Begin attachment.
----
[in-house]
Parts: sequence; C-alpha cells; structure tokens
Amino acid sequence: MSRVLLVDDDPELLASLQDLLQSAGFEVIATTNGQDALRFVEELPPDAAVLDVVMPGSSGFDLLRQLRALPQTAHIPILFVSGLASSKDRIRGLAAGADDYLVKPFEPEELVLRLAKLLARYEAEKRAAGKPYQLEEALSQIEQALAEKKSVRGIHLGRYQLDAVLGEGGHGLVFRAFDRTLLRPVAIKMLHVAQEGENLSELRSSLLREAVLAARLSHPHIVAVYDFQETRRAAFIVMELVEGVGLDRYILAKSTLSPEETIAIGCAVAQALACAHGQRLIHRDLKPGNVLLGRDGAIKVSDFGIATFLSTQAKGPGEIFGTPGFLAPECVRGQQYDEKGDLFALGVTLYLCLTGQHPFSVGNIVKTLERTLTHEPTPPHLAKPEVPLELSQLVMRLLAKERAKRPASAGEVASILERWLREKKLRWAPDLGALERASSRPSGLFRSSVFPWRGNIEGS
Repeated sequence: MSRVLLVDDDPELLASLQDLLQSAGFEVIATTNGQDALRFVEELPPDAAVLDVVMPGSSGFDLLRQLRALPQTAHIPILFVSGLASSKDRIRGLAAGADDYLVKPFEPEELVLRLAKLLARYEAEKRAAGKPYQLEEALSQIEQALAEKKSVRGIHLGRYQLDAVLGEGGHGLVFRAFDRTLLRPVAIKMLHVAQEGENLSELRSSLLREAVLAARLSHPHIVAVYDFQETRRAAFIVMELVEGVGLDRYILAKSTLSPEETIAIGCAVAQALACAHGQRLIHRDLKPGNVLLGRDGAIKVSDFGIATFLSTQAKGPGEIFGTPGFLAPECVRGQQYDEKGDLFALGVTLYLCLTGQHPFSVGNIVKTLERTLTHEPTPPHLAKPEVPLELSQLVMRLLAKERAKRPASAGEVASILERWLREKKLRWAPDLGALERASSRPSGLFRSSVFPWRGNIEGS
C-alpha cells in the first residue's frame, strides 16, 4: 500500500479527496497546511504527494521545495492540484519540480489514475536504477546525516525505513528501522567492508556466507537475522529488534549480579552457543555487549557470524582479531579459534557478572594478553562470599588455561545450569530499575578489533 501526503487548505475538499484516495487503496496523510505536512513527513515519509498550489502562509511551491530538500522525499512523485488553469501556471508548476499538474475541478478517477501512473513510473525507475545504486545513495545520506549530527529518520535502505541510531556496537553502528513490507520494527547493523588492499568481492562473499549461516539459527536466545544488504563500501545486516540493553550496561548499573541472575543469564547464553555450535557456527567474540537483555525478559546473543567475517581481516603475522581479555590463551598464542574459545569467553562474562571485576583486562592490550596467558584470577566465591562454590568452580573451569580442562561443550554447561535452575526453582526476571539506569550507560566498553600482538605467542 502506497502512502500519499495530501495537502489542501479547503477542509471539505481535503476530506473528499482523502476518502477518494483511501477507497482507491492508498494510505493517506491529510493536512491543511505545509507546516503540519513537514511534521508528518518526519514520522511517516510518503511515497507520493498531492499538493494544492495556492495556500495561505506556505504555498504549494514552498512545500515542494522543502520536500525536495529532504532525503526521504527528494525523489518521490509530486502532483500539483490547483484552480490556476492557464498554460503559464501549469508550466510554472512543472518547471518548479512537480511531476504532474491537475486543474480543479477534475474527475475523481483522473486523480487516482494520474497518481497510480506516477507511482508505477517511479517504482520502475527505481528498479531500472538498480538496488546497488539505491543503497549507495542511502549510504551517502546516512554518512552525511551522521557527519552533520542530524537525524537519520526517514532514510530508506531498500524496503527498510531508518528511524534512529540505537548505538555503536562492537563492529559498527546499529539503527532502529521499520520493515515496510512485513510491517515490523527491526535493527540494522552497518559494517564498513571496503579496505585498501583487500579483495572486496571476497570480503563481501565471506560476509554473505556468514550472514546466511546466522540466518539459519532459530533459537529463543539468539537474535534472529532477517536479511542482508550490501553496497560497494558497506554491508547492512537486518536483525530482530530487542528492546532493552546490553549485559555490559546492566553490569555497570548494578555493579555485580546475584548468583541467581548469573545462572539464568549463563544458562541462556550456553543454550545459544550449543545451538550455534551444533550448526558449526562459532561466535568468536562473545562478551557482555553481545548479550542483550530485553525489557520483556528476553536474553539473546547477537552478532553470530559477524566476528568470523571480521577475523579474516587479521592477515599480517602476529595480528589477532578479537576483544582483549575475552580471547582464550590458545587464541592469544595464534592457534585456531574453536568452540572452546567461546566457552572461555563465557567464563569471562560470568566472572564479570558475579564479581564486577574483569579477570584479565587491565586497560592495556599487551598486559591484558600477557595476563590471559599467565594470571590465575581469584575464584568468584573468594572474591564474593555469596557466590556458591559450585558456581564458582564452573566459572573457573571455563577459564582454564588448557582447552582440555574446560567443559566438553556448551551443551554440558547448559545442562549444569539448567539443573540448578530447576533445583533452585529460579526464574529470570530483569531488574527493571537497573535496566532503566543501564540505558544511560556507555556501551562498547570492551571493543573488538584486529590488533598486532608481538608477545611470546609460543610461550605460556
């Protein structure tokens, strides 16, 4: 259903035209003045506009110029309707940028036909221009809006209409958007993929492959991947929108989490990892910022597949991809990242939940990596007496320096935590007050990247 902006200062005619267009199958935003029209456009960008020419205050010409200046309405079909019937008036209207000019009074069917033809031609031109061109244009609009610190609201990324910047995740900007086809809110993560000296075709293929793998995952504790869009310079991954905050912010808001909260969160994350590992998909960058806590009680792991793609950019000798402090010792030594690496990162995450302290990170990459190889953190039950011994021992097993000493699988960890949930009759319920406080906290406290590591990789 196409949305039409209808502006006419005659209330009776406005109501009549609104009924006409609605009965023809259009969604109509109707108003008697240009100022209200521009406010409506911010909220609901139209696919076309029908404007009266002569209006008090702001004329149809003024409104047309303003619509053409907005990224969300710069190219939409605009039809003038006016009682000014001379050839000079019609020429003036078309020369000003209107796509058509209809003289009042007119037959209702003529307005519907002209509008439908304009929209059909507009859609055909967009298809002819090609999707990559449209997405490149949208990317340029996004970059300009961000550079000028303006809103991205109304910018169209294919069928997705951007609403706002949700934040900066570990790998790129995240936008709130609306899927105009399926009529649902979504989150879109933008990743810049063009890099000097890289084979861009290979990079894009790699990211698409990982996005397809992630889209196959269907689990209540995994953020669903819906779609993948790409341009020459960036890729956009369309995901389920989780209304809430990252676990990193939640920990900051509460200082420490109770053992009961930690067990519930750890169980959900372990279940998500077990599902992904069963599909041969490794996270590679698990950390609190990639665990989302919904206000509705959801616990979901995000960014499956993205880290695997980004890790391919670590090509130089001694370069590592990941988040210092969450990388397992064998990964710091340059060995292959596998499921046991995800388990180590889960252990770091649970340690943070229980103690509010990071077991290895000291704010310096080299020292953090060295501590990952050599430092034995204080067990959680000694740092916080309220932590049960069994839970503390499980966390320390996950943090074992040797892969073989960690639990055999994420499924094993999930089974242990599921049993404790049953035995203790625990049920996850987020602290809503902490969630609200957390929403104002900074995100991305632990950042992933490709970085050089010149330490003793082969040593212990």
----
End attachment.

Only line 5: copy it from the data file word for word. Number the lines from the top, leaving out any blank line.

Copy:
C-alpha cells in the first residue's frame, strides 16, 4: 500500500479527496497546511504527494521545495492540484519540480489514475536504477546525516525505513528501522567492508556466507537475522529488534549480579552457543555487549557470524582479531579459534557478572594478553562470599588455561545450569530499575578489533 501526503487548505475538499484516495487503496496523510505536512513527513515519509498550489502562509511551491530538500522525499512523485488553469501556471508548476499538474475541478478517477501512473513510473525507475545504486545513495545520506549530527529518520535502505541510531556496537553502528513490507520494527547493523588492499568481492562473499549461516539459527536466545544488504563500501545486516540493553550496561548499573541472575543469564547464553555450535557456527567474540537483555525478559546473543567475517581481516603475522581479555590463551598464542574459545569467553562474562571485576583486562592490550596467558584470577566465591562454590568452580573451569580442562561443550554447561535452575526453582526476571539506569550507560566498553600482538605467542 502506497502512502500519499495530501495537502489542501479547503477542509471539505481535503476530506473528499482523502476518502477518494483511501477507497482507491492508498494510505493517506491529510493536512491543511505545509507546516503540519513537514511534521508528518518526519514520522511517516510518503511515497507520493498531492499538493494544492495556492495556500495561505506556505504555498504549494514552498512545500515542494522543502520536500525536495529532504532525503526521504527528494525523489518521490509530486502532483500539483490547483484552480490556476492557464498554460503559464501549469508550466510554472512543472518547471518548479512537480511531476504532474491537475486543474480543479477534475474527475475523481483522473486523480487516482494520474497518481497510480506516477507511482508505477517511479517504482520502475527505481528498479531500472538498480538496488546497488539505491543503497549507495542511502549510504551517502546516512554518512552525511551522521557527519552533520542530524537525524537519520526517514532514510530508506531498500524496503527498510531508518528511524534512529540505537548505538555503536562492537563492529559498527546499529539503527532502529521499520520493515515496510512485513510491517515490523527491526535493527540494522552497518559494517564498513571496503579496505585498501583487500579483495572486496571476497570480503563481501565471506560476509554473505556468514550472514546466511546466522540466518539459519532459530533459537529463543539468539537474535534472529532477517536479511542482508550490501553496497560497494558497506554491508547492512537486518536483525530482530530487542528492546532493552546490553549485559555490559546492566553490569555497570548494578555493579555485580546475584548468583541467581548469573545462572539464568549463563544458562541462556550456553543454550545459544550449543545451538550455534551444533550448526558449526562459532561466535568468536562473545562478551557482555553481545548479550542483550530485553525489557520483556528476553536474553539473546547477537552478532553470530559477524566476528568470523571480521577475523579474516587479521592477515599480517602476529595480528589477532578479537576483544582483549575475552580471547582464550590458545587464541592469544595464534592457534585456531574453536568452540572452546567461546566457552572461555563465557567464563569471562560470568566472572564479570558475579564479581564486577574483569579477570584479565587491565586497560592495556599487551598486559591484558600477557595476563590471559599467565594470571590465575581469584575464584568468584573468594572474591564474593555469596557466590556458591559450585558456581564458582564452573566459572573457573571455563577459564582454564588448557582447552582440555574446560567443559566438553556448551551443551554440558547448559545442562549444569539448567539443573540448578530447576533445583533452585529460579526464574529470570530483569531488574527493571537497573535496566532503566543501564540505558544511560556507555556501551562498547570492551571493543573488538584486529590488533598486532608481538608477545611470546609460543610461550605460556